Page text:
Banya: The explosive deliveryman

Spring has left me unsprung. Here’s a short, just-the-facts review. In the meantime, if you’re looking for some high-quality snark, check out Noah Berlatsky’s attacks on Jeffrey Brown, Art Spiegelman and art comics in general (h/t Mssrs Deppey and Mautner). Whether or not you agree (hey, I like Ware, Sacco and Brunetti), Berlatsky writes a fun hatchet-job. It’s schadenfreude for the masses!


Banya: The explosive deliveryman, Kim Young-Oh. Dark Horse, 2006. $12.95, 184 pages.

Two sides face one another on a battlefield, poised in a moment of silence. And then they attack, clashing furious and violent. Meanwhile a mysterious figure stands alone on an overlooking hill. Having surveyed the combat zone, he sneaks his way through and into the besieged castle at the centre of the conflict. He reaches the castle’s general just in time to save his life and introduce himself:

“I’m…fast, precise, secure. Someone with a delivery. I’m Banya of the postal service.”

Thus begins Banya, a fantasy adventure about couriers. What Kevin Costner’s The Postman did for the postal service in a post-apocalyptic wasteland, Banya does for the postal service in fantasy-land. Ever wondered how Aragorn, son of Arathorn sent his Christmas cards to Bloznor, son of Throgden? Then this is the manhwa for you.

Although this high-concept is fun, it’s hamstrung by the generic fantasy setting here. The world of Banya reads as though cobbled together from a couple of old Dungeons and Dragons Monster Manuals. Giant dogs, sand worms, dragons, vicious orcs…sorry, “torren”…all show up in a vaguely medieval period. At least this fantasyland is oriental, so the soldiers and swordsmen are kitted out a little differently from what English-speakers are used to from fifty years of Lord of the Rings rip-offs.

Where Banya shines, however, is Young-Oh’s kinetic and detailed art. He shows his chops early on with a two-page splash of the battlefield, hundreds of soldiers in bloody combat. Young-Oh draws an especially nice forest, the trees narrow and barren, branches ramifying to infinity. He’s tapping into the same romantic idea of the forest as Gustave Dore or Caspar David Friedrich. Against dreamy gothic landscapes like the forest or desert, Young-Oh places his three young protagonists, Banya and his fellow couriers, wide-eyed and fresh-faced adolescents.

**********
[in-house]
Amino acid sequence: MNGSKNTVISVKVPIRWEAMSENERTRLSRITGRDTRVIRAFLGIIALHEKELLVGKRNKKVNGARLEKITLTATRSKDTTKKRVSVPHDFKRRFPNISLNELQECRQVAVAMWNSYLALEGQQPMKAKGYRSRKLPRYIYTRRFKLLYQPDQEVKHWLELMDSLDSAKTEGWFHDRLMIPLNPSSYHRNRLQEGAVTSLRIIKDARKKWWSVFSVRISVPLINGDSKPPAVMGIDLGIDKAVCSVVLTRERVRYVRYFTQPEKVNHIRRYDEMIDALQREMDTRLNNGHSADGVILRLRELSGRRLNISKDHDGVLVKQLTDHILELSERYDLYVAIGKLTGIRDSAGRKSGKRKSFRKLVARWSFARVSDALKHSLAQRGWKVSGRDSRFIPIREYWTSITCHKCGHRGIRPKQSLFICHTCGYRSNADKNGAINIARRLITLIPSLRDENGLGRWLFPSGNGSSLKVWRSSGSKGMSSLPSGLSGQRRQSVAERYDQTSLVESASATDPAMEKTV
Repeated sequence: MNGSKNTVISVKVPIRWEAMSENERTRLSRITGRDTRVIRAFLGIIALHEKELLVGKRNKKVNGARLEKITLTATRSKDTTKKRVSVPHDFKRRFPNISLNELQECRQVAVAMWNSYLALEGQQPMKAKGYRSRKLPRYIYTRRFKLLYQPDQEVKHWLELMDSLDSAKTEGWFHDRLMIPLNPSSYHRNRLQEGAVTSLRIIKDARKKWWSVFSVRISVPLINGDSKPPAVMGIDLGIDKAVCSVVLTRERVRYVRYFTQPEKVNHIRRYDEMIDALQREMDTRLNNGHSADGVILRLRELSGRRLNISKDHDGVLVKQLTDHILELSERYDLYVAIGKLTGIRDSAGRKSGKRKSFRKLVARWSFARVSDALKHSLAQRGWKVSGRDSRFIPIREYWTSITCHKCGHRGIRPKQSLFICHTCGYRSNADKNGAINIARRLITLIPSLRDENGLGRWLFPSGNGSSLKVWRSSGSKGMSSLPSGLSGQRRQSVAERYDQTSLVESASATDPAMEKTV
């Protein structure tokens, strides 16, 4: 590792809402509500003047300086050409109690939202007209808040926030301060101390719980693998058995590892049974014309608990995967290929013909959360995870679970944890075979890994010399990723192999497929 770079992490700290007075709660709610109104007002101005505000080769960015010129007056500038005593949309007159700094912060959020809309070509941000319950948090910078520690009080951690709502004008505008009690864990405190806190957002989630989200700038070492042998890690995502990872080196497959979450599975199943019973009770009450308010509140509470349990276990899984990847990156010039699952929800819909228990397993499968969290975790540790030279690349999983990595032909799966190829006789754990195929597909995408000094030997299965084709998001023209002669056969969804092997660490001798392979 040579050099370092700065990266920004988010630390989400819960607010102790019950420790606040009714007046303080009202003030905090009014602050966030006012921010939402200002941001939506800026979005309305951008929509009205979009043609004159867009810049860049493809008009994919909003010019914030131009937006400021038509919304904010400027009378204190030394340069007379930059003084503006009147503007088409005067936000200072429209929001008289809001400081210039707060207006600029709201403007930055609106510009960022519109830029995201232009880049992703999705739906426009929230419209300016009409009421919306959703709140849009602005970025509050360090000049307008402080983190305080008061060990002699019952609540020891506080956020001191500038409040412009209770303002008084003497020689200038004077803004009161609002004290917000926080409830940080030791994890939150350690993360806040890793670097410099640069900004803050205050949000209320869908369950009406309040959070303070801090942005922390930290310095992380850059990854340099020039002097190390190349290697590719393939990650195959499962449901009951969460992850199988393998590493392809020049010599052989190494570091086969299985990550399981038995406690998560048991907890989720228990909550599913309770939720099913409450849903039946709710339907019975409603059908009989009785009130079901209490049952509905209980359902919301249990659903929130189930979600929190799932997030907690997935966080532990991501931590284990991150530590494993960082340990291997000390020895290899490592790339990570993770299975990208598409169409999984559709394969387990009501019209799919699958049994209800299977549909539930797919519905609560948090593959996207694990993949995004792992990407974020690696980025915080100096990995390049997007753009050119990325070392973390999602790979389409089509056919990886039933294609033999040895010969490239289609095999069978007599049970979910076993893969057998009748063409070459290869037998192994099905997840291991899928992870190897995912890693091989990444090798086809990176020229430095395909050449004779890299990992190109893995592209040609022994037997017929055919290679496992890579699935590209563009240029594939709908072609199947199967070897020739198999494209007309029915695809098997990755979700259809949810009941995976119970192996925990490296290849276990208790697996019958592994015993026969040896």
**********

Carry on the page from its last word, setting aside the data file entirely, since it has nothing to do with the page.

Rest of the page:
The first third of this volume is basically stage-setting, introducing the basic premise and our plucky young courier heroes. The rest of the volume features one specific delivery, which brings the couriers into conflict with some deadly ninja-assassin-soldier types. This plot is unresolved by the end of the volume (a slight 180 pages), making the overall experience a little unsatisfying.

Still, it’s fun and fast-paced. There are worse ways to spend your time.

Recommended? A visceral bit of genre entertainment well executed, if derivative and frustratingly incomplete.

IYL: Lord of the Rings or the general style it inspired of (I’m embarrassed even to type this phrase) “high fantasy” epics.


4 Responses to “Banya: The explosive deliveryman”

  1. Journalista - the news weblog of The Comics Journal » Blog Archive » Mar. 15, 2007: Naruto owns us all Says:

    […] Jones reviews Kim Young-Oh’s Banya: The Explosive Deliveryman. […]

  2. MangaBlog » Blog Archive » Ides of manga Says:

    […] Reviews: Active Anime’s Holly Ellingwood reviews vol. 3 of Oh My Goddess! and the stand-alone book The Day I Became a Butterfly. Down at the Mangamaniaccafe, Julie checks out vol. 1 of Vampire Knight. Connie reluctantly reads volumes 4 and 5 of Astro Boy at Slightly Biased Manga. And at Let’s You and Him Fight, Jones gives the treatment to Banya: The Explosive Deliveryman. […]

  3. How to get free battlefield 4 Says:

    Aw, this was a really good post. Spending some time and actual effort to generate a top
    notch article… but what can I say… I procrastinate a whole lot and
    never seem to get anything done.

  4. Edgar Says:

    There are several reasons you may want to choose bigger breast implants,
    but before you do you should consider seriously all
    of the possible ways your choice may impact your life. Your chances for
    symmastia are slim, but know that most insurance does not cover breast augmentation
    revision surgeries, and so you will likely be paying out of pocket if you do need
    correctional surgery. The silicone gel will stay in its original shape,
    and the saline solution can be absorbed safely into the body.

Leave a Reply

Fill in your details below or click an icon to log in: Logo

You are commenting using your account. Log Out /  Change )

Google+ photo

You are commenting using your Google+ account. Log Out /  Change )

Twitter picture

You are commenting using your Twitter account. Log Out /  Change )

Facebook photo

You are commenting using your Facebook account. Log Out /  Change )


Connecting to %s

%d bloggers like this: